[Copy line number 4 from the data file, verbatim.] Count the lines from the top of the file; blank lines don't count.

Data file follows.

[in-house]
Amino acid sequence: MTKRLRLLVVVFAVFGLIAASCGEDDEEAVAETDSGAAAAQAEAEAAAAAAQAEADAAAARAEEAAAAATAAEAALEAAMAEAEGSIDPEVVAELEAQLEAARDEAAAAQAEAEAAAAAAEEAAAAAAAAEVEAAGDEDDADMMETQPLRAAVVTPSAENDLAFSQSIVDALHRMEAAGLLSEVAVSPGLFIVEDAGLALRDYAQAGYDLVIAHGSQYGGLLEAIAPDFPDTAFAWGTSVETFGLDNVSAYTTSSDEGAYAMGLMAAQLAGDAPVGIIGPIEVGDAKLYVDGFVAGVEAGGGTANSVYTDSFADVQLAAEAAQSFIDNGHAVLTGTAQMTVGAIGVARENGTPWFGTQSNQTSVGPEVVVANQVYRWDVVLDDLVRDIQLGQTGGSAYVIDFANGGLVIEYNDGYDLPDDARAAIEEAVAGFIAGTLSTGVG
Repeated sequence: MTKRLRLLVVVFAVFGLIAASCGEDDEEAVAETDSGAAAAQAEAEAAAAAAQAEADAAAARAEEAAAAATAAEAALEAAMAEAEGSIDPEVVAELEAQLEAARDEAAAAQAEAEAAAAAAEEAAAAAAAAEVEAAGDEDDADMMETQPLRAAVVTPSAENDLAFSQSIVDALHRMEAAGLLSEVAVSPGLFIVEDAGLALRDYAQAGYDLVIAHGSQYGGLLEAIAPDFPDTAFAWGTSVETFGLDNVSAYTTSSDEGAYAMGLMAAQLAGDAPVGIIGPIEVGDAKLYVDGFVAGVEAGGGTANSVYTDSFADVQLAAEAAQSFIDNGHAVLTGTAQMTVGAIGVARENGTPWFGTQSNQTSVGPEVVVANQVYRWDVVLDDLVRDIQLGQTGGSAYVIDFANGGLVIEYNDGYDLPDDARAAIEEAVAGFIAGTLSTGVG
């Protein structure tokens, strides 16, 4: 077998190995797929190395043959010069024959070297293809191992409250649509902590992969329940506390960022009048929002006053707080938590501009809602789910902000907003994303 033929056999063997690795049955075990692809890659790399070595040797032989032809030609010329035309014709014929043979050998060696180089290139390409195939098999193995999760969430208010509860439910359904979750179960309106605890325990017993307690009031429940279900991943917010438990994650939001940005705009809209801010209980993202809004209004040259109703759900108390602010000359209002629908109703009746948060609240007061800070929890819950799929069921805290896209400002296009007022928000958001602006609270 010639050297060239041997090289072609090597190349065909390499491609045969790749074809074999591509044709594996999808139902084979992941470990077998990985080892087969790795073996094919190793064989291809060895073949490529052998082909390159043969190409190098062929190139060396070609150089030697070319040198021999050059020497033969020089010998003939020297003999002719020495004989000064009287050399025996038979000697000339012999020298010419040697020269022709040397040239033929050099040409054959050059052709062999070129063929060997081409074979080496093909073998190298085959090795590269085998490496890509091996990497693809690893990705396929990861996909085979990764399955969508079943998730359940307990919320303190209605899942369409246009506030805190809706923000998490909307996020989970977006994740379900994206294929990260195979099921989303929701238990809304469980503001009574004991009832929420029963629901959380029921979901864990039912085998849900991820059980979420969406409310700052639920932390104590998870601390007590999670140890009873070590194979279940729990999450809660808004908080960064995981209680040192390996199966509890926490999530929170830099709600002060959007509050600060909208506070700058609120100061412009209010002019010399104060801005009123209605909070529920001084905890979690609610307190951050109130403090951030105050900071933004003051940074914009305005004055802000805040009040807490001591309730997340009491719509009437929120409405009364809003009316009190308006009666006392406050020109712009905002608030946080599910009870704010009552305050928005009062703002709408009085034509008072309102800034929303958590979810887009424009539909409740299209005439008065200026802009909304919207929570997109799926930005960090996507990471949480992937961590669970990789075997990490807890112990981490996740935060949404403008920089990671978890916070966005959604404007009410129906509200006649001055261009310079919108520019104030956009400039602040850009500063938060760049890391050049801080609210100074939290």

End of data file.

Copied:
């Protein structure tokens, strides 16, 4: 077998190995797929190395043959010069024959070297293809191992409250649509902590992969329940506390960022009048929002006053707080938590501009809602789910902000907003994303 033929056999063997690795049955075990692809890659790399070595040797032989032809030609010329035309014709014929043979050998060696180089290139390409195939098999193995999760969430208010509860439910359904979750179960309106605890325990017993307690009031429940279900991943917010438990994650939001940005705009809209801010209980993202809004209004040259109703759900108390602010000359209002629908109703009746948060609240007061800070929890819950799929069921805290896209400002296009007022928000958001602006609270 010639050297060239041997090289072609090597190349065909390499491609045969790749074809074999591509044709594996999808139902084979992941470990077998990985080892087969790795073996094919190793064989291809060895073949490529052998082909390159043969190409190098062929190139060396070609150089030697070319040198021999050059020497033969020089010998003939020297003999002719020495004989000064009287050399025996038979000697000339012999020298010419040697020269022709040397040239033929050099040409054959050059052709062999070129063929060997081409074979080496093909073998190298085959090795590269085998490496890509091996990497693809690893990705396929990861996909085979990764399955969508079943998730359940307990919320303190209605899942369409246009506030805190809706923000998490909307996020989970977006994740379900994206294929990260195979099921989303929701238990809304469980503001009574004991009832929420029963629901959380029921979901864990039912085998849900991820059980979420969406409310700052639920932390104590998870601390007590999670140890009873070590194979279940729990999450809660808004908080960064995981209680040192390996199966509890926490999530929170830099709600002060959007509050600060909208506070700058609120100061412009209010002019010399104060801005009123209605909070529920001084905890979690609610307190951050109130403090951030105050900071933004003051940074914009305005004055802000805040009040807490001591309730997340009491719509009437929120409405009364809003009316009190308006009666006392406050020109712009905002608030946080599910009870704010009552305050928005009062703002709408009085034509008072309102800034929303958590979810887009424009539909409740299209005439008065200026802009909304919207929570997109799926930005960090996507990471949480992937961590669970990789075997990490807890112990981490996740935060949404403008920089990671978890916070966005959604404007009410129906509200006649001055261009310079919108520019104030956009400039602040850009500063938060760049890391050049801080609210100074939290």